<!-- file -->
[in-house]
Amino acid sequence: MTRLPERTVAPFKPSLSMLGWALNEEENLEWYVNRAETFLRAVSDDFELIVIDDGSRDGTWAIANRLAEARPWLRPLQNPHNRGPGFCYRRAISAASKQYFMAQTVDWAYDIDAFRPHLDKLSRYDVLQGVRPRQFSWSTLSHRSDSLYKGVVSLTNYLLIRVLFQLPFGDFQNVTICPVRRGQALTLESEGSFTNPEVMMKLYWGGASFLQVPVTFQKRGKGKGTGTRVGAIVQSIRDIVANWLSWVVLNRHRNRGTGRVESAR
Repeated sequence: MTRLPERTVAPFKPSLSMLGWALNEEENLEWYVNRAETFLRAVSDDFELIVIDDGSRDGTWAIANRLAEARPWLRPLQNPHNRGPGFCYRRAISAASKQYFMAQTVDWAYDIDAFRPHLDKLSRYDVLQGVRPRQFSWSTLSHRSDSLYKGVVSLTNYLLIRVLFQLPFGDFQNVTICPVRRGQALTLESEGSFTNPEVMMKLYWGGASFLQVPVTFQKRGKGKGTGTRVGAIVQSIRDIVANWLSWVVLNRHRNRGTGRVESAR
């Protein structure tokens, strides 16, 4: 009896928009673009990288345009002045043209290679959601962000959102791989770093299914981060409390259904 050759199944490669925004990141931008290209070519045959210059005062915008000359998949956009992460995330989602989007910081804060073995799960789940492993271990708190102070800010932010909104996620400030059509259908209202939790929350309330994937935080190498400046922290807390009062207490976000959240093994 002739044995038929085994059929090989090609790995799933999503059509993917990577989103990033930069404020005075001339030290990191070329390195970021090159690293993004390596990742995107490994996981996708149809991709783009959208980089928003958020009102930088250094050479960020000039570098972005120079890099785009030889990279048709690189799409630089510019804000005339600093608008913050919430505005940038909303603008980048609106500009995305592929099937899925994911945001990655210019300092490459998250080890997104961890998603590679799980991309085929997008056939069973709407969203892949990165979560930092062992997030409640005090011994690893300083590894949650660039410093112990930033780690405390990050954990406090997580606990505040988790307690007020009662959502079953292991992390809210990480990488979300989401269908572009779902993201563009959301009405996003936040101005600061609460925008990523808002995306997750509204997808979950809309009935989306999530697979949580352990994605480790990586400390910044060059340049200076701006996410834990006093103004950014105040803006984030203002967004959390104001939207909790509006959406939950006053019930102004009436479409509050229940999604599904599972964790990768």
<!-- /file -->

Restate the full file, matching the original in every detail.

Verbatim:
[in-house]
Amino acid sequence: MTRLPERTVAPFKPSLSMLGWALNEEENLEWYVNRAETFLRAVSDDFELIVIDDGSRDGTWAIANRLAEARPWLRPLQNPHNRGPGFCYRRAISAASKQYFMAQTVDWAYDIDAFRPHLDKLSRYDVLQGVRPRQFSWSTLSHRSDSLYKGVVSLTNYLLIRVLFQLPFGDFQNVTICPVRRGQALTLESEGSFTNPEVMMKLYWGGASFLQVPVTFQKRGKGKGTGTRVGAIVQSIRDIVANWLSWVVLNRHRNRGTGRVESAR
Repeated sequence: MTRLPERTVAPFKPSLSMLGWALNEEENLEWYVNRAETFLRAVSDDFELIVIDDGSRDGTWAIANRLAEARPWLRPLQNPHNRGPGFCYRRAISAASKQYFMAQTVDWAYDIDAFRPHLDKLSRYDVLQGVRPRQFSWSTLSHRSDSLYKGVVSLTNYLLIRVLFQLPFGDFQNVTICPVRRGQALTLESEGSFTNPEVMMKLYWGGASFLQVPVTFQKRGKGKGTGTRVGAIVQSIRDIVANWLSWVVLNRHRNRGTGRVESAR
């Protein structure tokens, strides 16, 4: 009896928009673009990288345009002045043209290679959601962000959102791989770093299914981060409390259904 050759199944490669925004990141931008290209070519045959210059005062915008000359998949956009992460995330989602989007910081804060073995799960789940492993271990708190102070800010932010909104996620400030059509259908209202939790929350309330994937935080190498400046922290807390009062207490976000959240093994 002739044995038929085994059929090989090609790995799933999503059509993917990577989103990033930069404020005075001339030290990191070329390195970021090159690293993004390596990742995107490994996981996708149809991709783009959208980089928003958020009102930088250094050479960020000039570098972005120079890099785009030889990279048709690189799409630089510019804000005339600093608008913050919430505005940038909303603008980048609106500009995305592929099937899925994911945001990655210019300092490459998250080890997104961890998603590679799980991309085929997008056939069973709407969203892949990165979560930092062992997030409640005090011994690893300083590894949650660039410093112990930033780690405390990050954990406090997580606990505040988790307690007020009662959502079953292991992390809210990480990488979300989401269908572009779902993201563009959301009405996003936040101005600061609460925008990523808002995306997750509204997808979950809309009935989306999530697979949580352990994605480790990586400390910044060059340049200076701006996410834990006093103004950014105040803006984030203002967004959390104001939207909790509006959406939950006053019930102004009436479409509050229940999604599904599972964790990768």